Understanding Multiple Sclerosis: Symptoms, Diagnosis & more

What is Multiple Sclerosis (MS)?

Multiple Sclerosis (MS) is a chronic disease which attacks your central nervous system (CNS) – brain and spinal cord.

MS compromises your immune system to attack the protective barrier (myelin) surrounding nerve fibres, thus creating miscommunication between your brain and the rest of your body.

Eventually, the disease can cause permanent damage or deterioration of the nerves.

There is currently no cure for MS; however, treatments are available to manage the symptoms and aid recovery from attacks.

How to Spot MS?

Multiple sclerosis patients experience a wide range of symptoms as it differs from person to person and the location of the affected nerves. The severity also changes after a long period of time and chronicity.

Here are some of the most common symptoms of developing MS:

  • Difficulty walking due to numbness in legs or feet, lack of coordination, muscle weakness, muscle spasticity and difficulty with vision.

  • Vision problems in one or both eyes include partial or complete loss of vision, prolonged double vision, optic neuritis (pain or blurry vision) and involuntary movement of the eyes.

  • Speech issues include slurred speech, “scanning” speech (long pauses between words or syllables) and changes in speech volume.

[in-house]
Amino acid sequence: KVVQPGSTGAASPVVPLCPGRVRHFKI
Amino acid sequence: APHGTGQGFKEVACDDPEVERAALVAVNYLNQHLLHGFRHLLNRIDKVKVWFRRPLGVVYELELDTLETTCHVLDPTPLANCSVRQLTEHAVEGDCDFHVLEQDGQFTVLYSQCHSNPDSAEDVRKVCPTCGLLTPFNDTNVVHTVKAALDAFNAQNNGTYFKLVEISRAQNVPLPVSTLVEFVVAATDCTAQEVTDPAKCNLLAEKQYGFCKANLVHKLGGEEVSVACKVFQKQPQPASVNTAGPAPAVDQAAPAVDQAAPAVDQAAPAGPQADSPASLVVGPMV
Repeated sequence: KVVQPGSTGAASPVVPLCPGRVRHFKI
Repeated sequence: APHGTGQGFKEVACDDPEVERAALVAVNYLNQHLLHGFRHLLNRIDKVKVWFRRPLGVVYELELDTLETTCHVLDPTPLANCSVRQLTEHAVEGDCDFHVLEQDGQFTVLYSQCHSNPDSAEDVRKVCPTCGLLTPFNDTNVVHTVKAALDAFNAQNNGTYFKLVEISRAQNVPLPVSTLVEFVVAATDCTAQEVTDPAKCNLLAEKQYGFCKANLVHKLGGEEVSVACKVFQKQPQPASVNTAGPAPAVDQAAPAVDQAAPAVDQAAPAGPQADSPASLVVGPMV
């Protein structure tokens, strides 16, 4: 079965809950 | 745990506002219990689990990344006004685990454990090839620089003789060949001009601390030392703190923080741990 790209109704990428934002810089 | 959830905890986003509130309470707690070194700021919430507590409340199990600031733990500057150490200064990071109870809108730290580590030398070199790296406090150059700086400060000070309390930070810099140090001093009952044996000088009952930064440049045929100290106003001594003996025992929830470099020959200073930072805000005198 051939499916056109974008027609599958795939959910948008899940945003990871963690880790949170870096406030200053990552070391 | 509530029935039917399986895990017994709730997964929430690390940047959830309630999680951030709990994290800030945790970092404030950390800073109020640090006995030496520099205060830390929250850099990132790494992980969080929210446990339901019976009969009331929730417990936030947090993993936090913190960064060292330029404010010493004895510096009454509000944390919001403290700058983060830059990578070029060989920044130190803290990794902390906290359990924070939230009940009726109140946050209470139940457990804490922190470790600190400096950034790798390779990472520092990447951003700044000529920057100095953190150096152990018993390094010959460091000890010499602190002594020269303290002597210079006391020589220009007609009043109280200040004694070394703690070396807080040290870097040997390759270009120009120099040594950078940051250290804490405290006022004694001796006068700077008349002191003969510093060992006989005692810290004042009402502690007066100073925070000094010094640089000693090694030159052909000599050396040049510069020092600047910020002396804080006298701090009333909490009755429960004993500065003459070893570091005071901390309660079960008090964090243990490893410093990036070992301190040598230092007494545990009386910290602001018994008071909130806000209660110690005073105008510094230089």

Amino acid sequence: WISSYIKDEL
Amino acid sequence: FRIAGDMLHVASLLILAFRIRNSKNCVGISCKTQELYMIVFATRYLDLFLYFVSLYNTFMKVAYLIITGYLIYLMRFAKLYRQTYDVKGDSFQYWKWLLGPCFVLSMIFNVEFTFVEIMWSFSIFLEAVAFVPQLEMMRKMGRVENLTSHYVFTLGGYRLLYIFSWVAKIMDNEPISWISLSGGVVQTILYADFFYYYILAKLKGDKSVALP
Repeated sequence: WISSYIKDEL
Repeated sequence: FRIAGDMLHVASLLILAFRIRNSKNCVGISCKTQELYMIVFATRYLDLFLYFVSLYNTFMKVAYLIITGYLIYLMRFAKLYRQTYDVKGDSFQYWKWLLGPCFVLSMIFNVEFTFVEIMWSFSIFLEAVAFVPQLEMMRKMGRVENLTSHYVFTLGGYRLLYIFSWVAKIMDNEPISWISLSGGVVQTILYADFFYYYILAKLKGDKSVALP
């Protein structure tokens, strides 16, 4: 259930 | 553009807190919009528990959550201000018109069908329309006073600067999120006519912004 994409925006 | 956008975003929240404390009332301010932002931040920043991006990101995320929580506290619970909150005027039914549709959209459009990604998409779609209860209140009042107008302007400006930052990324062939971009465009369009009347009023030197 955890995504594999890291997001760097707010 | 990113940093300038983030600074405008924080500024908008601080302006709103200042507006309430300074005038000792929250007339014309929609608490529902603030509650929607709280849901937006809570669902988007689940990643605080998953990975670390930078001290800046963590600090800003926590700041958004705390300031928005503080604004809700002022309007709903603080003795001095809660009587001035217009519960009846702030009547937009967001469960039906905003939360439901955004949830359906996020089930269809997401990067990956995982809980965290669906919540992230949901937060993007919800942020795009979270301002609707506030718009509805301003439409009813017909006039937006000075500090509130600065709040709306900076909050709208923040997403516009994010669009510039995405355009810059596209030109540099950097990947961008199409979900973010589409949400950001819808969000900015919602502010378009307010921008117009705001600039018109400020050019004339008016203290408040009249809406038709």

Other symptoms include

  • fatigue

  • tremors

  • cognitive issues (concentration, memory, and word-finding)

  • difficulty chewing and swallowing

  • trouble sleeping

  • problems with bladder control

How is Multiple Sclerosis Diagnosed?

doctor view output CT scan.

Your healthcare provider, generally a neurologist, will conduct multiple tests before confirming an MS diagnosis. These tests include:

  • MRI scan to detect active and inactive lesions

  • Optical coherence tomography (OCT) to check for thinning around the optic nerve

  • Spinal tap (lumbar puncture) to find irregularities in spinal fluid

  • Blood tests to ensure it is not a false positive

  • Visual evoked potentials (VEP) test analyses the electrical activity in your brain after stimulation

A confirmed MS diagnosis will show proof of demyelination in your brain, spinal cord, or optic nerves. Demyelination is a process that prevents nerves from efficiently sending signals.

Remember, always get a diagnosis to rule out other possibilities!

What are the Types of Multiple Sclerosis?

There are four main types: